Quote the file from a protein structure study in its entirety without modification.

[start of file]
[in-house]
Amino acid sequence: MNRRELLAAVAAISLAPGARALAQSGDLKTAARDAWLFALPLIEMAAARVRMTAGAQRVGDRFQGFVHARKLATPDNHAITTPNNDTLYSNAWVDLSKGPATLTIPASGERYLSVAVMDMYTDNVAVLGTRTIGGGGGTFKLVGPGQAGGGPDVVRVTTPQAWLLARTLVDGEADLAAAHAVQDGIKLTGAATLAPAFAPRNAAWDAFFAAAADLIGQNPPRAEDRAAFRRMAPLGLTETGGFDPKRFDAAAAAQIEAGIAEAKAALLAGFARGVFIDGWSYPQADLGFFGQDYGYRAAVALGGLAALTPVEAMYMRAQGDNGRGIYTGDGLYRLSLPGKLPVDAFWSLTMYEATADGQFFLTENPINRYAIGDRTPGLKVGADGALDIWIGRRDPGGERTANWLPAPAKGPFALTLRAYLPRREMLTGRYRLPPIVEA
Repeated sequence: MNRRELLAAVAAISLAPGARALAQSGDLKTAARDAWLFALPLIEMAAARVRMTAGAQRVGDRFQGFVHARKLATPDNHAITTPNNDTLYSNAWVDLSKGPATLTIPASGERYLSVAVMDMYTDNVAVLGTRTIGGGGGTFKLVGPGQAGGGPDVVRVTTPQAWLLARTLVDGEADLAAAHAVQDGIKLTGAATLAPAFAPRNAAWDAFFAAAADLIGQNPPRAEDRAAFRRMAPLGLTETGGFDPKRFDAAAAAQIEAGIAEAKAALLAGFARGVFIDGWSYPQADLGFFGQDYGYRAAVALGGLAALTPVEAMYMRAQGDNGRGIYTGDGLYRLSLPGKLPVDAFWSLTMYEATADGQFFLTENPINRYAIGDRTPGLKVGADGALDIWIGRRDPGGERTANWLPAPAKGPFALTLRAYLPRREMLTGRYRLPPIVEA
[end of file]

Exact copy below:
[in-house]
Amino acid sequence: MNRRELLAAVAAISLAPGARALAQSGDLKTAARDAWLFALPLIEMAAARVRMTAGAQRVGDRFQGFVHARKLATPDNHAITTPNNDTLYSNAWVDLSKGPATLTIPASGERYLSVAVMDMYTDNVAVLGTRTIGGGGGTFKLVGPGQAGGGPDVVRVTTPQAWLLARTLVDGEADLAAAHAVQDGIKLTGAATLAPAFAPRNAAWDAFFAAAADLIGQNPPRAEDRAAFRRMAPLGLTETGGFDPKRFDAAAAAQIEAGIAEAKAALLAGFARGVFIDGWSYPQADLGFFGQDYGYRAAVALGGLAALTPVEAMYMRAQGDNGRGIYTGDGLYRLSLPGKLPVDAFWSLTMYEATADGQFFLTENPINRYAIGDRTPGLKVGADGALDIWIGRRDPGGERTANWLPAPAKGPFALTLRAYLPRREMLTGRYRLPPIVEA
Repeated sequence: MNRRELLAAVAAISLAPGARALAQSGDLKTAARDAWLFALPLIEMAAARVRMTAGAQRVGDRFQGFVHARKLATPDNHAITTPNNDTLYSNAWVDLSKGPATLTIPASGERYLSVAVMDMYTDNVAVLGTRTIGGGGGTFKLVGPGQAGGGPDVVRVTTPQAWLLARTLVDGEADLAAAHAVQDGIKLTGAATLAPAFAPRNAAWDAFFAAAADLIGQNPPRAEDRAAFRRMAPLGLTETGGFDPKRFDAAAAAQIEAGIAEAKAALLAGFARGVFIDGWSYPQADLGFFGQDYGYRAAVALGGLAALTPVEAMYMRAQGDNGRGIYTGDGLYRLSLPGKLPVDAFWSLTMYEATADGQFFLTENPINRYAIGDRTPGLKVGADGALDIWIGRRDPGGERTANWLPAPAKGPFALTLRAYLPRREMLTGRYRLPPIVEA